In the second instance of undercutting the selling price, the seller indicates he or she would like to sell the property at RM750,000 but the broker in his haste to sell quickly may advertise it at RM700,000 and take an offer lower than that what was authorised.

In this case, the seller immediately loses RM50,000, he says.

Meanwhile, an agent could also falsely represent the seller or landlord without legal authorisation. “Anyone who represents a seller or landlord must have a written authorisation from them to sell or rent the property, ” Soma says.

“This allows them to ascertain accurate information on the property and to prove that they are legally representing the seller or landlord in the property sales or rental.”

Conflict of interest

Agents are required to declare themselves to the seller when there is a conflict of interest in the deal, says Soma. He gives a fine example of this happening where the broker or agent finds a property that is marketed below the market value and gets his wife to buy the property.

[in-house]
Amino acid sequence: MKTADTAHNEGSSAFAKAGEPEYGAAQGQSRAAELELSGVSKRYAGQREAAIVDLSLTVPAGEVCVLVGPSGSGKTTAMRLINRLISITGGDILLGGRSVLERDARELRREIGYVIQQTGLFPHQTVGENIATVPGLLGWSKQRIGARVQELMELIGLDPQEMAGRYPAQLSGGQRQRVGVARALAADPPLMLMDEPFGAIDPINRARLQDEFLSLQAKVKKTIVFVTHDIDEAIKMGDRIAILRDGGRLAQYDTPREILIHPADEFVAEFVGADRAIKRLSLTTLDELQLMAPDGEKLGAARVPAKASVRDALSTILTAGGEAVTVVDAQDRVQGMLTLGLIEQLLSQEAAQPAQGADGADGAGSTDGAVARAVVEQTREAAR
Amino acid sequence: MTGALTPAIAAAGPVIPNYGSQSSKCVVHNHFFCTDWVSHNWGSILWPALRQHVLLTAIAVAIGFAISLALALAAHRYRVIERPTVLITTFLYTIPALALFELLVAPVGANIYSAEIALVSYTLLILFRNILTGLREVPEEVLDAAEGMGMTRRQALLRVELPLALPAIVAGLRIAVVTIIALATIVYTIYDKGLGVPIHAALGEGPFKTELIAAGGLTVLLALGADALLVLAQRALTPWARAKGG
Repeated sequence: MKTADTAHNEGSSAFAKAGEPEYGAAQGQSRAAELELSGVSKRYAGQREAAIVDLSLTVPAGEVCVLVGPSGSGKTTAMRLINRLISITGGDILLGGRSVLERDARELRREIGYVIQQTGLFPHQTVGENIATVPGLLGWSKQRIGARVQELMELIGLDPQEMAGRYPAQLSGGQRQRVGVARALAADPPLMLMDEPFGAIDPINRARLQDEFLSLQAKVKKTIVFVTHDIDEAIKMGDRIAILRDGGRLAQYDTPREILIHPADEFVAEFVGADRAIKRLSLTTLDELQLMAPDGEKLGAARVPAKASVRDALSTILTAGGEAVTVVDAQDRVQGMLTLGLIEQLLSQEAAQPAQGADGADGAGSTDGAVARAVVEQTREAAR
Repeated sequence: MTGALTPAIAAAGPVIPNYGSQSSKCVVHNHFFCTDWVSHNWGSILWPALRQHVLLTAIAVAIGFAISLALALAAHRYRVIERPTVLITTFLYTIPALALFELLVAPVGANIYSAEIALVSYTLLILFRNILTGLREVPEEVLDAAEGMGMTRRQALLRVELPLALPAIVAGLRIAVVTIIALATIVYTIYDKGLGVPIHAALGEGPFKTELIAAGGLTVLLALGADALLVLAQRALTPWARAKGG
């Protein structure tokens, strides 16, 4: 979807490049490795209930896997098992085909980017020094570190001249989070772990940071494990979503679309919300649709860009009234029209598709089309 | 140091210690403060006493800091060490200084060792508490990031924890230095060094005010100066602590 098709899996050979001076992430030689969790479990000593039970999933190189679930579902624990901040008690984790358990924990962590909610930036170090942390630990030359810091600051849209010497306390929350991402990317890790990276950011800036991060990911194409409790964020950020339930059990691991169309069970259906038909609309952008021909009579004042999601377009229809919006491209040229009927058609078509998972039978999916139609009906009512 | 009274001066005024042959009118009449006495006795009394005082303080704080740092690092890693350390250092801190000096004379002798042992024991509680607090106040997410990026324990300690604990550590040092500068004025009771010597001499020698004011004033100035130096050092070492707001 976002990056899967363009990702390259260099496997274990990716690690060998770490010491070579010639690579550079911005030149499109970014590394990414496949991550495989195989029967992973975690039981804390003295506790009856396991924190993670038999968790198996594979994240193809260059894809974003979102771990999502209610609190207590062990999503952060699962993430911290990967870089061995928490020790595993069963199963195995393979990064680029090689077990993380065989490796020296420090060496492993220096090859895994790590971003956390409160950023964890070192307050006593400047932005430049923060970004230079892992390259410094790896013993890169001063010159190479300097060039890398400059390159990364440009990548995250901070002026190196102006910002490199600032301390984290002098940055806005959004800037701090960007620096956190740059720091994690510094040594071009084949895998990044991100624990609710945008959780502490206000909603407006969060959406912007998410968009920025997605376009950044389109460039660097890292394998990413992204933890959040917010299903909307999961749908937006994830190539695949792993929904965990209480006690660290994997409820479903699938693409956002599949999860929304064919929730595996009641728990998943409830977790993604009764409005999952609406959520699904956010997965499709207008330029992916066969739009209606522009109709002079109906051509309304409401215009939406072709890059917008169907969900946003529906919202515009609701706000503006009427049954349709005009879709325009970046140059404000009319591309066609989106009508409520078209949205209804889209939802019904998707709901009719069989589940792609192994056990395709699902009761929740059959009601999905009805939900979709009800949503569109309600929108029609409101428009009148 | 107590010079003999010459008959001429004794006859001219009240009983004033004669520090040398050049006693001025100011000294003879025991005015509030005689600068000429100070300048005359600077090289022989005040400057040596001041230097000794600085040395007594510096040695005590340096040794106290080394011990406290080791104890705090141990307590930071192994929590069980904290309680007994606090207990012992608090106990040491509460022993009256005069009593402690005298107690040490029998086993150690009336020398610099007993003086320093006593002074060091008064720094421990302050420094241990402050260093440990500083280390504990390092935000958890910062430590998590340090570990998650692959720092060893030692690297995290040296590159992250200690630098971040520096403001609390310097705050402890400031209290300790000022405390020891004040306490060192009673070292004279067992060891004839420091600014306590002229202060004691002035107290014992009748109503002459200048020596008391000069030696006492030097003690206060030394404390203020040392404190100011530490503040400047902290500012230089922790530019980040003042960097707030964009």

“He does not disclose to the seller that the buyer is his wife, negotiates the price and closes the deal. There is a conflict of interest as the broker is supposed to protect the interest of his client, who is the seller in this case, ” he adds.

Soma says that property transactions also involve a legal process which the broker or agent must know beforehand.

“Dealing with property transactions involves rights, contracts, legal obligations, etc where an REA or REN must guide the seller and the buyer during the process. Any wrong advice may result in the contract getting void or ending up in court, ” he says.